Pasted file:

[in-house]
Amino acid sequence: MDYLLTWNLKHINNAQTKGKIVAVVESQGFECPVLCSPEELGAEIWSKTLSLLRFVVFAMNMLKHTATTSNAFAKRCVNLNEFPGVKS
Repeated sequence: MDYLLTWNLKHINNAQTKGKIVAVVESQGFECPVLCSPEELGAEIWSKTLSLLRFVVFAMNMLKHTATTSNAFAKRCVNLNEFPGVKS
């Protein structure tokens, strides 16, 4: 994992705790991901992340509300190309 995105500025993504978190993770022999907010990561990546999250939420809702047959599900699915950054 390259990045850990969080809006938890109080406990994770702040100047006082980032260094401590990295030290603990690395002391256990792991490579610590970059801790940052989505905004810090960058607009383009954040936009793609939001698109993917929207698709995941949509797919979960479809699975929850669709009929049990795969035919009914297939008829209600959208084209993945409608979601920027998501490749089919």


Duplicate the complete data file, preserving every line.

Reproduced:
[in-house]
Amino acid sequence: MDYLLTWNLKHINNAQTKGKIVAVVESQGFECPVLCSPEELGAEIWSKTLSLLRFVVFAMNMLKHTATTSNAFAKRCVNLNEFPGVKS
Repeated sequence: MDYLLTWNLKHINNAQTKGKIVAVVESQGFECPVLCSPEELGAEIWSKTLSLLRFVVFAMNMLKHTATTSNAFAKRCVNLNEFPGVKS
């Protein structure tokens, strides 16, 4: 994992705790991901992340509300190309 995105500025993504978190993770022999907010990561990546999250939420809702047959599900699915950054 390259990045850990969080809006938890109080406990994770702040100047006082980032260094401590990295030290603990690395002391256990792991490579610590970059801790940052989505905004810090960058607009383009954040936009793609939001698109993917929207698709995941949509797919979960479809699975929850669709009929049990795969035919009914297939008829209600959208084209993945409608979601920027998501490749089919």